5 Ways to Check Your Grammar in WordPress

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One of the main complaints we’ve received from WordPress newcomers about the post editor is that it can’t spell check your content.

That’s why some users prefer to build their initial drafts using desktop apps like Microsoft Word or Google docs with mutliple addons that have simple spelling and grammar check options. Some users also rely on the spell check function of their browser.

However, using these tools ensures that you can sometimes miss errors when editing WordPress posts.

For those who want to produce error-proof papers, we just have a solution for you. In this post, we’ll show you how to check your WordPress grammar and spelling errors.

Why should you bother using a proofreading software?

Bloggers and authors who write exclusively for the internet have little to do with the editorial support system of a publication like the New Yorker. They are also their own reporters, proofreaders, and checkers of facts.

Until recently, WordPress bloggers who used the Jetpack plugin range have been aided in this challenge by After the Deadline, a grammar checker that could highlight bugs before the author hits the Publish button. Unfortunately, with the introduction of Jetpack 7.3, it was withdrawn.

After the deadline has been removed, and there are several alternatives on the market. Most of them are unreliable, but there are a handful that can be trusted to let writers know where the embarrassing errors are.


Grammarly is the best-known and best-known grammar checker on the market today. It’s not flawless, but it can detect bugs that other checkers miss, and it’s available as a browser extension, a standalone app, and a smartphone app on iOS and Android. The browser plugin enables Grammarly to interact with text fields of WordPress and other web text fields.

One of Grammarly’s best qualities is how he explains why he’s flagged a mistake, rather than just putting a squiggly line under it and waiting for the writer to find out what’s wrong. You can also correct a lot of errors with a single click.

Grammarly is available both as a free service with basic features and as a premium service with more advanced grammar checks.


Hemingway is less a grammar checker than a dictator’s style checker. It highlights what it considers to be grammatical mistakes, but its primary objective is simplification. It lets you know when your sentences have become complicated and flag constructions that are often found in bad writing.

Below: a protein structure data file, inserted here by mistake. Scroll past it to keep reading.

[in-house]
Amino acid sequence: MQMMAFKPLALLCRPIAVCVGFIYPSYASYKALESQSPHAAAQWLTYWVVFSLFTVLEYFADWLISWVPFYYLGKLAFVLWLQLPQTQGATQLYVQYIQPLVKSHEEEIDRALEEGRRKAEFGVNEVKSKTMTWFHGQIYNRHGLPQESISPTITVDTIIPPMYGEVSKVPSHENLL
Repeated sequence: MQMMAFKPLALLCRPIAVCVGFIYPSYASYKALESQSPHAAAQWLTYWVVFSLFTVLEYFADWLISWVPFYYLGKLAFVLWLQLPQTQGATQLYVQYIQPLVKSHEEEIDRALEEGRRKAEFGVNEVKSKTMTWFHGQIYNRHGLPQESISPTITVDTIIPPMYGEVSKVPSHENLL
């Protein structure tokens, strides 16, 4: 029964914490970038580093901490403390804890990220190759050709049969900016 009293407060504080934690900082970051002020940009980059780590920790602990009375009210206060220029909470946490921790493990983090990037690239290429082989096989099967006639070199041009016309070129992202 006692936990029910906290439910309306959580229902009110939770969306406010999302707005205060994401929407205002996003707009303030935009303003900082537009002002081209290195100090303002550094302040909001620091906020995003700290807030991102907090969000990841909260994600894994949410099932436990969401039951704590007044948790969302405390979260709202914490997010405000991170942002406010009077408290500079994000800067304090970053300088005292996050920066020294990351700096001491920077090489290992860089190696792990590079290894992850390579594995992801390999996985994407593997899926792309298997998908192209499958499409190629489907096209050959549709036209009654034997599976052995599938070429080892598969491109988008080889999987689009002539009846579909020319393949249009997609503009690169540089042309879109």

Hemingway can be frustrating for authors who want to use the full capabilities of the English language. Its definition of consistent writing is a little too straightforward for many, and its principles are subjective. McPhee’s papers become a sea of red and yellow when they are added to the Hemingway app (as do the novels of Ernest Hemingway himself).

But if you find that your sentences appear to be unnecessarily complex and difficult for readers to parse, Hemingway is worth checking out.


The Ginger Software claims to be the world’s best grammar checker app, so we put it to the test. It turns out to be a great choice that works just like Grammarly. You start by installing the free extension of Ginger Chrome. After that, the WordPress function, or other word processors, is evaluated for grammatical, spelling, and meaning errors. You can also use Ginger in applications like Slack, Twitter, LinkedIn, and Gmail.

Grammar checker is the main tool you can find when correcting your writing, but Ginger also offers resources for translation, phrase rewriting, and dictionary searches. The only problem with Ginger is that the coveted grammar checker is not currently included in the free edition. The free Chrome extension has only translations and definitions, but nothing else.

ProWriting Aid

Marketed as a Grammar Checker, Style Editor, and Writing Coach in one neat package, ProWritingAid is best known for its integrations. These include MS Outlook and Word, all big browsers, Open Office, Scrivener, and Google Docs. A good tool should be available everywhere you go, and ProWritingAid has done a fantastic job.

As far as reviewing, proofreading, and editing are concerned, ProWritingAid is not too far behind its rivals. You get what you’re investing with ProWritingAid – if you just have time to look at a couple of bugs, you’re going to get a good spellcheck. If you want to put the time to become a better writer, the plugin will be able to help with that, too. Prices start at $20 a month, and you can buy $299 for lifetime access as well.

Google Docs

Google recently introduced machine-learning driven grammar checks to Google Docs. As you would expect from Google, the grammar checker is focused less on conventional grammar rules and more on an examination of how language is used in a wide body of written content.

Docs is not as tough a grader as Grammarly or Hemingway, and often lets glaring errors like word repetitions pass through, but it’s a welcome addition to a site that many WordPress users rely on. If you are a user of Google Docs and WordPress, you can find the Wordable service useful; it can export documents stored in Google Docs to a WordPress site, which is ultimately much better than copying and pasting.


Never, ever trust yourself to write a flawless, error-free copy with no need for editing on the first go. Proofreading and editing is where a good copy comes into being, which is very unfortunate because nature is against you on this one: you are never the best person to proofread and edit your own content. But that doesn’t mean you’re not supposed to do it.

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